Originally, I was going to post when I accomplished something BIG in terms of my writing. Well, there’s not always going to be something BIG every month, and since I want to at least do monthly writing updates, I need to post whether I’ve got something big or not.
When last we left off, I’d sent off Magic Elves [codename] to my beta reader and was waiting on feedback. I’d also sent off my short story to the C.C. Finlay edited edition of The Magazine of Fantasy & Science Fiction, and I getting ready to work on a short story for the Women Destroy Science Fiction! edition of Lightspeed.
So let’s start there:
1) Got my feedback on Magic Elves and did a brainstorming session with my beta reader about revising. Got some great stuff, and I’m trying to work this into a synopsis/brainstorming guide for revisions. This is something I’m working on for my upcoming workshop, and it’s due March 5th. I started out writing a long, detailed synopsis, and that was just sucking any sort of energy or joy I might’ve had for it, so it’s time to go back to the drawing board. I keep thinking I have enough time, but I don’t: like I said, it’s due March 5th. Between that and taxes, there’s plenty to keep me busy.
2) My short story for F&SF was rejected, and that’s okay. Sure, I was bummed out, but honestly, that’s the best rejection I’ve ever gotten, particularly for that story. It’s a strange piece that straddles the line between fantasy and literary fiction, and I’ve submitted it to both markets. The irony, or funny thing, or whatever, is that both markets always say it isn’t for them and to try the OTHER market. It’s a piece I still love, and I suspect that if I can’t find a home for it, I may end up self-publishing it on my site. That’s a long way off into the future, but it’s something I’m keeping in my back pocket.
Also fascinating was Finlay’s blog post talking about what the submission process was like and what he learned from it. Very interesting: if you’re a writer, you should read this, whether not or you submitted to the Finlay issue of F&SF.
3) I ended up deciding not to submit to Lightspeed magazine. There were lots of reasons: A) the story I ended up deciding on had the serious potential to spiral into a novel, and I knew if I didn’t write it and let it be what it wanted, if I tried to force it into a certain word count, it’d be a crappy story. B) I also didn’t have enough time to get it written, get it out to critiquers, give them enough time to read and respond, and get it back in time to make proper revisions and get it back out. C) The issue was highly competitive. Very few slots were given to previously unpublished stories, and I knew that established authors had a far better chance at those slots than I would, someone who’s not been published, which led me to D) my submission wouldn’t just be considered for the Women Destroy Science Fiction! Issue, but also any issues thereafter. Which meant, really, there was no hurry. I wanted to focus on getting Magic Elves ready to start before I turn to a project that might or might not be a novel. Also, it’ll give me time to E) really get to know Lightspeed as a market. I submitted to the Kickstarter, and for my efforts I’ve got a yearlong subscription to the mag. This will give me plenty of fiction to chew on and figure out whether or not it’s really the right market for my work. And that’s a good thing.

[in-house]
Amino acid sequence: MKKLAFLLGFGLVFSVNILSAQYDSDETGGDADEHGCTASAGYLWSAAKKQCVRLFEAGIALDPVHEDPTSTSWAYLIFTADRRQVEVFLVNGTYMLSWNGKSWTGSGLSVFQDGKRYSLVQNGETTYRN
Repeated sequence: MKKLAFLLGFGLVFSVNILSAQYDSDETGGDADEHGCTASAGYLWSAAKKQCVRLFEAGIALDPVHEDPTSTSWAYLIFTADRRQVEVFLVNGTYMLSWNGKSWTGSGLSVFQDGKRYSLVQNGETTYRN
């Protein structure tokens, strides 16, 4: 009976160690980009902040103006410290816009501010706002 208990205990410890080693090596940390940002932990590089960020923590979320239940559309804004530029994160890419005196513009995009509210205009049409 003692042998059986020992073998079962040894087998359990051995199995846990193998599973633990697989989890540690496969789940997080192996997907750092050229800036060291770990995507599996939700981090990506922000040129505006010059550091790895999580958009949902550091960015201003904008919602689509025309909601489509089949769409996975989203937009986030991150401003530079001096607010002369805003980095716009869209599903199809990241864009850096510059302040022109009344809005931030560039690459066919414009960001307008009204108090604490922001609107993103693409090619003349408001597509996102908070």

So now that we’ve caught up there, what have I been doing? Well, if you saw yesterday’s post, you know my focus has been shot. I’ve spent part of my time reading Karl Iglesias’ Writing for Emotional Impact. This was homework from my beta reader, so I did that before attempting any work on my synopsis for the revised book. And, as I mentioned before, I’ve made a few stabs, but in truth, I’ve not accomplished much since January 13th. It is what it is: I’m not going to beat myself up over it. I’ve got lots to do between now and the end of March, some of it writing-related, some of it not, and the way I figure, I’m just going to go with the flow.